If you want to work in a data engineering role with an investment bank, it's not enough to be an expert in Python any more: you also need experience with the sorts of platforms that allow banks to handle data in real time.
One platform is particularly popular: Apache Kafka, the open-sourced event streaming platform that allows users to sort and store large streams of data in the cloud. As banks' demand for data scientists grows, so their need for Kafka expertise is expanding too.
Kafka's use in financial services is not new. Bloomberg presented on the use of Kafka in its derivative market data group at Kafka's summit in 2018. Dutch Bank ING presented the same year. British bank Nationwide has been boasting about its 'Kafka speed layer' since 2019.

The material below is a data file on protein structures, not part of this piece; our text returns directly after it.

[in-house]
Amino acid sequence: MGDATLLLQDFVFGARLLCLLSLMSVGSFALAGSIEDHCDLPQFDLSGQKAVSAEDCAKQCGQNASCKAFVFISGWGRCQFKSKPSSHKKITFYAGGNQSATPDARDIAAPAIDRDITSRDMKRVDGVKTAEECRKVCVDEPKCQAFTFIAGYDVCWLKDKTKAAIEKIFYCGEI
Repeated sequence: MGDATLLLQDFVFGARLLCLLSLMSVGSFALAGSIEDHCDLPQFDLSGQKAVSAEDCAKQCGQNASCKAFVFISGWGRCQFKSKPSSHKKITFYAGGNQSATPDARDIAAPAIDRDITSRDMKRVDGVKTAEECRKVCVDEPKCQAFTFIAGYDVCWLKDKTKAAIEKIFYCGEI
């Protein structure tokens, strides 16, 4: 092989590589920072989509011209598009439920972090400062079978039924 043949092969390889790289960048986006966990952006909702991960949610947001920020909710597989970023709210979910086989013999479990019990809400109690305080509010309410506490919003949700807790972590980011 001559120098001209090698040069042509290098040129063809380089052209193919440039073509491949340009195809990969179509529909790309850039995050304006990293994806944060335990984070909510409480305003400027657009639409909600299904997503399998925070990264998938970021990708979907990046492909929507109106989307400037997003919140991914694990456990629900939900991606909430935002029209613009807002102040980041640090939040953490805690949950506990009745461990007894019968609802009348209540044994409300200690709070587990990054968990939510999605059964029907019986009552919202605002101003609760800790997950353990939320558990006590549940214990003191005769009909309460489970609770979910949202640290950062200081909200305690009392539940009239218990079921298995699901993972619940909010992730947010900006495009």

Developed by LinkedIn and open-sourced in 2011, however, many of Kafka's most vocal users have been big tech firms like LinkedIn itself, as well as Tinder, Netflix and IBM. But behind the scenes, investment banks have also been boarding the Kafka wagon.
When Bloomberg presented its reasons for choosing Kafka in 2018, it said the platform appealed because of its ultra low latency, super-scalability, zero data loss, fault tolerance and large storage capacity. All of this applies equally to banks and to hedge funds.
Accordingly, Goldman Sachs and JPMorgan alone are currently advertising around 100 and 500 jobs respectively for which Kafka is a prerequisite. Goldman is using Kafka with everything from its data lake to strats roles and is in the process of building a brand new inventory management system, written in Java and using Kafka for event sequencing.
As banks' use of data and need for data scientists expands, their need for Kafka expertise can be expected to grow correspondingly. Now might be the time to get ahead of the trend.
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